Was it everything I expected?
I could barely sleep last night, it was like Christmas Eve but much hotter. I woke up early and took a great shower in my newly hung curtain - visitors, you will not be disappointed. I had my tea, and Special K milk chocolate, packed my new shoes and headed off to school at 8:15, the commute took less than half an hour, so I was almost an hour early. I walked around the neighborhood and headed into the building a little before 9 am. Greeted in French, I stumbled through Good morning, and je m'appelle Sarah, followed directions to the Winter Garden to fill out more papers. I wasn't the first person there, a very nice Canadian woman was even earlier than me. We chatted - she has her two daughters here for the month and the room filled up with the rest of the new students. I have butterflies going crazy, but the good kind.
The head of academics welcomed us to the school, one sentence in French, then translating into English. Our translators then took over, sharing the duty. Our schedule looks pretty heavy - classes five days a week, at least two 3-hour sessions per day, sometime three -- but no Saturday classes! Overview of the rules, tour of the demonstration rooms, practice kitchens, and basement. Off to get our uniforms and kit (tools, the translator was Australian). The uniform is a jacket with the Cordon Bleu crest, checkered pants, white neckerchief, apron, hat, tea towel and of course 'safety shoes.' The kit is amazing, scarily sharp Wusthof knives, including a light cleaver that could give the guillotine a run for its money, and of course, a corkscrew!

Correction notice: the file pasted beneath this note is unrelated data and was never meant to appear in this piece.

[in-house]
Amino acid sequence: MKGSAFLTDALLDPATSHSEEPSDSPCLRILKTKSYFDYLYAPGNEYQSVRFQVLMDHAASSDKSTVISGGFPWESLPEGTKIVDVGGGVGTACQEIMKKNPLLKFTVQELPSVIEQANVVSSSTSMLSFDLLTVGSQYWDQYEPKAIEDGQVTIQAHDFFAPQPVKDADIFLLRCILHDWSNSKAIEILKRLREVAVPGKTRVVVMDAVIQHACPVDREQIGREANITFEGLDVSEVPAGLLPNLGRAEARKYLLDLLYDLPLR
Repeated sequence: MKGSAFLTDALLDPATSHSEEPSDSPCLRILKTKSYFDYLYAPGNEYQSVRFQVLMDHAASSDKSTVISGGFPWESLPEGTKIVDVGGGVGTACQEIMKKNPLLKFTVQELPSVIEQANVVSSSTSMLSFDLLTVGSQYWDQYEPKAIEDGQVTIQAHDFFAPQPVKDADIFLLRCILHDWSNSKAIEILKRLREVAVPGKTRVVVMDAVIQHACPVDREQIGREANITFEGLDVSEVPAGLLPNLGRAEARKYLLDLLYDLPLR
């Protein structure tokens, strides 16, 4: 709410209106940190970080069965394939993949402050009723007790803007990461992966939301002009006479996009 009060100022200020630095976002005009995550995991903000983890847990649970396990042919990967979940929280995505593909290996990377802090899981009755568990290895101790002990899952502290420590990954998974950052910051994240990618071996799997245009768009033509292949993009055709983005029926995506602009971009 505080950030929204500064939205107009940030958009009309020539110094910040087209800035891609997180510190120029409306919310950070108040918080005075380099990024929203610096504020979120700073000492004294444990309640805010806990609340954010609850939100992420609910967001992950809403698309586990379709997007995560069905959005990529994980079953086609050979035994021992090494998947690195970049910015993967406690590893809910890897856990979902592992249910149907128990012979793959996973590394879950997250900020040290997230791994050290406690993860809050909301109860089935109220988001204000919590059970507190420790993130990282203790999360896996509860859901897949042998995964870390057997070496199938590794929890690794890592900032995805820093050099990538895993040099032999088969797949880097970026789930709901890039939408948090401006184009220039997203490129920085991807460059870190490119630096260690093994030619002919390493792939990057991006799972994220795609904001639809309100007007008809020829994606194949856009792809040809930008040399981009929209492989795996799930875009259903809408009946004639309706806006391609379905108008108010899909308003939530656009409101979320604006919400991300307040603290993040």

A light buffet lunch is set out for us, 15 cheeses, a crazy delicious pate, fruits, and a lovely sponge cake and to drink, water -- no wine :-(
After lunch, we receive our notebooks, hoping to see recipes, it is only ingredient lists, the instructions are to be taken as our notes, and used to replicate the recipes in the practice kitchen. I have to memorize 6 of these lists for my final exam. The first demonstration is more of an introduction, the chef multi-tasks making fondant, apricot glaze and praline all at the same time, moving from one to the next seamlessly. As each on hits a point where he has to wait, he starts another one, working in marzipan and then coffee extract. After two hours, I am saturated, and happy to know that I won't have to make any of them, because each one is bought in huge quantity for the school. Although, the praline recipe is worth trying at home -- I am not allowed to share it though (copyrights, bother).
Tomorrow is the first time in the practice kitchen, so I will have photos of my first dish.
PS I do have the cutest shoes in the class, phew!